the stage goes up

but it's going to reduce the slope,

and consequently the computed discharge

is going to decrease and move
away from the rating curve.

So that's the likely explanation
for why we're getting

smoother rating curves
using the upstream gage.

- We had a project in Maricopa County

that was for measuring channel change.

And that was ideal with
this continuous slope area,

because when you go out in
the field and install these

sensors in a slope area reach,

you go ahead and do the
surveying of the channel.

And then after a flow event
occurs you come out again

and you survey the same channel again.

And so you're recording
channel change through time.

- My name's Claire Bunch.

I'm a Hydrologist with
the U.S. Geological Survey

in Tucson, Arizona.

When determining the best
location for a CSA gage,

we look for a stable reach.

Stable cross-sections are
important at CSA gages

to verify that the cross-sectional area

that is surveyed after the event

is representative of the
area during the flow event.

In order to document any
potential channel change

of the CSA gage, we make
sure that we document the

condition of the reach upon installation.

So we will take numerous
photos and videos.

We also survey the
cross-sections to document

the channel geometry at
the time of installation.

After flow events, we
go back and we re-survey

the cross-sections and
also take additional photos

and video to document the conditions.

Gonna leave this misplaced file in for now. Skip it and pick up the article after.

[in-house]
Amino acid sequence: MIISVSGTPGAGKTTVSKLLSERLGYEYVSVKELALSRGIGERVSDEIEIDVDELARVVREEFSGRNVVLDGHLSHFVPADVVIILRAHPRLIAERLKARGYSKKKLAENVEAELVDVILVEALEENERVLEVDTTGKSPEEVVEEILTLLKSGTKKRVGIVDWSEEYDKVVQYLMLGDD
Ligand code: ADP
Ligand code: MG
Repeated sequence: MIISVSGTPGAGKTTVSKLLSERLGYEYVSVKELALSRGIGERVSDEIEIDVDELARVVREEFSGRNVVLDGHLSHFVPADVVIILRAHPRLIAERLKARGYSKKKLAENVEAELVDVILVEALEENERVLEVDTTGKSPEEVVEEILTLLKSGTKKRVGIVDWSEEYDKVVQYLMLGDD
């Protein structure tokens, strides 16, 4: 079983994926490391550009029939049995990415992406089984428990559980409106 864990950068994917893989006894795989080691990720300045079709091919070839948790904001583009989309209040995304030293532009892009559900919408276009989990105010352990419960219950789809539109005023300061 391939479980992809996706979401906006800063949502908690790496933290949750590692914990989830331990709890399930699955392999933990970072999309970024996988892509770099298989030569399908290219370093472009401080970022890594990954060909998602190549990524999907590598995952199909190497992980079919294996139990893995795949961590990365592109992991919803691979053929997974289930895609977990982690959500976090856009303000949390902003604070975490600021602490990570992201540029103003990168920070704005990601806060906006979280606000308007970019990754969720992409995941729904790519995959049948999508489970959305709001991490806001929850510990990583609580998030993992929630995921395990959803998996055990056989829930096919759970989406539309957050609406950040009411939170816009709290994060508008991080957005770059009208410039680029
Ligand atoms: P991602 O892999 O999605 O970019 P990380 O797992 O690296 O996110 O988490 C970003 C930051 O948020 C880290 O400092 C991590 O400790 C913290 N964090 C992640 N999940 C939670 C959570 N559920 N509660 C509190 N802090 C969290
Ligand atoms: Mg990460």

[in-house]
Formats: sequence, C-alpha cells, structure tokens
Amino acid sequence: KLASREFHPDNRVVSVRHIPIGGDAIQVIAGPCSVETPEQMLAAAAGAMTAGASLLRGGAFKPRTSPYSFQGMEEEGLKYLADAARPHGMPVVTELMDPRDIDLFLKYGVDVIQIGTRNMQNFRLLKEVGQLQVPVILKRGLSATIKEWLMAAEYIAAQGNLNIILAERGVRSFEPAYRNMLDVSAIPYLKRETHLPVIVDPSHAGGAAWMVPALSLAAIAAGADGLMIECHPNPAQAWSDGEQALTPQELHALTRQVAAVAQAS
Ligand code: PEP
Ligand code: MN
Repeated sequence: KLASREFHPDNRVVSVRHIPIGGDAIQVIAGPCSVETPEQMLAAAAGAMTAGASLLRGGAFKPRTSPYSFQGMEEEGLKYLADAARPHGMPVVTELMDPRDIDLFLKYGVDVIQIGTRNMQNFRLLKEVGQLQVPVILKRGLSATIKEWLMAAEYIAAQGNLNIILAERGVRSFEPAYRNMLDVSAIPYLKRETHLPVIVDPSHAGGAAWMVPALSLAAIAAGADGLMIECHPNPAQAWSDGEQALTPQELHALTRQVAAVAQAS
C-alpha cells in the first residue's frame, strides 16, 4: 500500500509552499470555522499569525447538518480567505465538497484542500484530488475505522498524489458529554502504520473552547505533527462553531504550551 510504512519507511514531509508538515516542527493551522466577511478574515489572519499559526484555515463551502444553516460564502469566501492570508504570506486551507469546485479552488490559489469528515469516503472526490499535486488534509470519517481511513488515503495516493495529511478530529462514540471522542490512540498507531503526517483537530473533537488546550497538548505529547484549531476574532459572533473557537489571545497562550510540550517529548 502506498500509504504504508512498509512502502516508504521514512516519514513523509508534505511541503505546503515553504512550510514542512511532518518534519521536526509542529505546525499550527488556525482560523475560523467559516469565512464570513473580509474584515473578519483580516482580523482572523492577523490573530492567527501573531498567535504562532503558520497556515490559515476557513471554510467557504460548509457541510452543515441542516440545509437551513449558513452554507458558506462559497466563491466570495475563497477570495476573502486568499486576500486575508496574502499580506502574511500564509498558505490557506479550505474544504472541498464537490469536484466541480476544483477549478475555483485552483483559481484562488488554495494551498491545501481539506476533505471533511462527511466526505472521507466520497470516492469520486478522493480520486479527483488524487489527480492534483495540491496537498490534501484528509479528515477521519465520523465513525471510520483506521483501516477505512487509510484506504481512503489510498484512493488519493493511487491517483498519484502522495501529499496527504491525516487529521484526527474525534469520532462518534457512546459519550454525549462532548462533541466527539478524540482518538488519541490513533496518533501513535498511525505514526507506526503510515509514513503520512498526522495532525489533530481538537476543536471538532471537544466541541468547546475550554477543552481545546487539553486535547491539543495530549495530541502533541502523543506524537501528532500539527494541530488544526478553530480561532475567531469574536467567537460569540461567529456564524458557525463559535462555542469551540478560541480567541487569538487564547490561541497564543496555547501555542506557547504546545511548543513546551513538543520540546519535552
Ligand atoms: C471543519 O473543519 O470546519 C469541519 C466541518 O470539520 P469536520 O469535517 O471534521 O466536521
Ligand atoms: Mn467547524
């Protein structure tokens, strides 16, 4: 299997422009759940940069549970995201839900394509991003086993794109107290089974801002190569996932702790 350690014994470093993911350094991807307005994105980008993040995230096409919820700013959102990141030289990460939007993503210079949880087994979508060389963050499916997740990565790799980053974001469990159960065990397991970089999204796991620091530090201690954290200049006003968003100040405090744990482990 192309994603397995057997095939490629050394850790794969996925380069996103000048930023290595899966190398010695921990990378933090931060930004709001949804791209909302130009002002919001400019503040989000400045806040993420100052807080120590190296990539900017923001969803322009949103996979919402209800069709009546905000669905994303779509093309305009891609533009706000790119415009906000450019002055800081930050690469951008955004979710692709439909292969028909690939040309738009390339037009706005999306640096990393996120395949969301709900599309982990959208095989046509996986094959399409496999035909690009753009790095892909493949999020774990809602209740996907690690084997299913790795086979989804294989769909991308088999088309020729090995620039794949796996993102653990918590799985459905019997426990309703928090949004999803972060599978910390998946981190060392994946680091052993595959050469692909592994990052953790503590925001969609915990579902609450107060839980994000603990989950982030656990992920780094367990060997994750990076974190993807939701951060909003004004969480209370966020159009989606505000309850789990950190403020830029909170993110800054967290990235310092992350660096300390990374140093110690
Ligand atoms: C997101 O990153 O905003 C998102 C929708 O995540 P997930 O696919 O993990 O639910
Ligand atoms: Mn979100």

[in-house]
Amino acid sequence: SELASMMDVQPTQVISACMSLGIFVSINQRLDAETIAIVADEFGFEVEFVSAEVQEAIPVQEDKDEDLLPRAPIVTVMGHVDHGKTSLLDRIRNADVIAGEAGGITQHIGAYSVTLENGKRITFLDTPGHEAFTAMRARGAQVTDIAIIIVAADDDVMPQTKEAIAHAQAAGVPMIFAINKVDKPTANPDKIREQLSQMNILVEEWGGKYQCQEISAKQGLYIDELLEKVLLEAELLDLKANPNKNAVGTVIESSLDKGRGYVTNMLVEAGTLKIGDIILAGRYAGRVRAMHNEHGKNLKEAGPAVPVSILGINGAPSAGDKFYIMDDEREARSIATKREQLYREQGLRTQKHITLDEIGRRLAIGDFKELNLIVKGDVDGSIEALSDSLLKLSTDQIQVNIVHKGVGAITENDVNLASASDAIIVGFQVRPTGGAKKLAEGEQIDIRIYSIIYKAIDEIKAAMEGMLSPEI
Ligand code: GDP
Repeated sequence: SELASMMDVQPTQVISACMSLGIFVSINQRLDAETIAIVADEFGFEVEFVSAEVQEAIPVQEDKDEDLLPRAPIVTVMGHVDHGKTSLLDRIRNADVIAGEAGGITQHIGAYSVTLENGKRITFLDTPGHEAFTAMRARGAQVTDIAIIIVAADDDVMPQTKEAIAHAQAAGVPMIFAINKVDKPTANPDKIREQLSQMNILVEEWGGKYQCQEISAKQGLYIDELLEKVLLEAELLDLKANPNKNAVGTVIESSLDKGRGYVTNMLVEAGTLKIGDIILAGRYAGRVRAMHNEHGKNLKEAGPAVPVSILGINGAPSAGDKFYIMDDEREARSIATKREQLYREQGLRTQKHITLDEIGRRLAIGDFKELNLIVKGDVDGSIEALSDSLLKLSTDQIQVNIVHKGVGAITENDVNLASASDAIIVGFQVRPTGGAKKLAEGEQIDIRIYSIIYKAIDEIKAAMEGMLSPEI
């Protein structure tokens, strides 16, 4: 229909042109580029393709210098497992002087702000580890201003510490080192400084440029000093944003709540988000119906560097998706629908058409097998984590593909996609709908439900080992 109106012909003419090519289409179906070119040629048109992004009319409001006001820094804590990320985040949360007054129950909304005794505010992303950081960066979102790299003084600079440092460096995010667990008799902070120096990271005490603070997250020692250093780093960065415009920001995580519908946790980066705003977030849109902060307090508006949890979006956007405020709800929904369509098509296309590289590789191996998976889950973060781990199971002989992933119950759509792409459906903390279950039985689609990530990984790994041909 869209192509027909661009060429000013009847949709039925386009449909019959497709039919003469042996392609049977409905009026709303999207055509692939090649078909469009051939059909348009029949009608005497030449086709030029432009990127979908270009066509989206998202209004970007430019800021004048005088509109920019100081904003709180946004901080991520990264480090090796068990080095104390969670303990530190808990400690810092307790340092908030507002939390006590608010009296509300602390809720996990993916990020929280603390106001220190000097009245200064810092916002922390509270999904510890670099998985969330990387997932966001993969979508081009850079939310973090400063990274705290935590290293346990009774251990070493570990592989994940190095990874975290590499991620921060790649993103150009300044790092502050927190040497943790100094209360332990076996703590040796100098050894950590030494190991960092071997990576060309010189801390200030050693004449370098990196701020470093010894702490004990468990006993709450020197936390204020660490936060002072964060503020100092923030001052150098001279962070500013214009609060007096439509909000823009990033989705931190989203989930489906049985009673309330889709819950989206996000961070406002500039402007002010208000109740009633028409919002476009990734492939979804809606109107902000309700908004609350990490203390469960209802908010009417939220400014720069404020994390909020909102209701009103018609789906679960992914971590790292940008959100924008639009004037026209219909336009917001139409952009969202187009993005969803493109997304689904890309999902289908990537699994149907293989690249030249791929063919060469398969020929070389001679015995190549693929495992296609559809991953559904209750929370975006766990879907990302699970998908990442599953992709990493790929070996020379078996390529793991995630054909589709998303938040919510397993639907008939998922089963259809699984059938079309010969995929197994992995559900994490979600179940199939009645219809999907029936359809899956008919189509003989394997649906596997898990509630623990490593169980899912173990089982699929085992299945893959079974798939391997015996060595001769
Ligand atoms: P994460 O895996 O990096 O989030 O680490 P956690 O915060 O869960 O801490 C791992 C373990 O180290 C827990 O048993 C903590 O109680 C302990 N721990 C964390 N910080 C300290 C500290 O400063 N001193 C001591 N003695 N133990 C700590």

We're looking to see if any scour, or fill

has occurred since the installation,

or since the previous survey.

By documenting whether
or not channel change

has occurred at our CSA
gages, we'll be able

to determine the magnitude of an event

that causes any measurable channel change.

Nine of our CSA gage
locations are part of

a Maricopa County channel-change study.

These gages have been in
operation for almost 15 years

and at these locations
we have not detected any

significant channel change.

One of the gages, Vekol Wash,
experienced a 25 year flood

during the period of record
that we've been monitoring,

and did not experience
significant channel change

from that event.

- [Steve] Another consideration
is whether or not we're

capturing the peak discharge.

We've been using typically
a five minute interval

and we're concerned that we might be,

especially with the
flashy flows we experience

around here, we might be
missing the absolute peak.

But in looking at the
data from the nine gages

in Maricopa County, we're
consistently seeing that

even in very flashy
flows, the peak discharge

is not all that sharp.

You can see the stage
on the vertical axis.

And even though this is
a very flashy flow the,

there is quite a good coverage of

the peak

here with a five minute interval.

So we're pretty confident that,

even with a five minute interval,

we're not missing out much
on the peak discharges.

In this plot we can see
a sample calculation

of the error that we
do introduce by using a

steady flow equation for unsteady flow.

And it turns out that,
in addition to the rate

at which the flow goes up and down,

the reach slope is also a factor.

And so you can see an example here

for a simple trapezoidal channel,

using three different slopes:

point zero one;

point zero zero one;

and point zero zero zero one.

For the steepest slope
in blue, you can see

that the error on the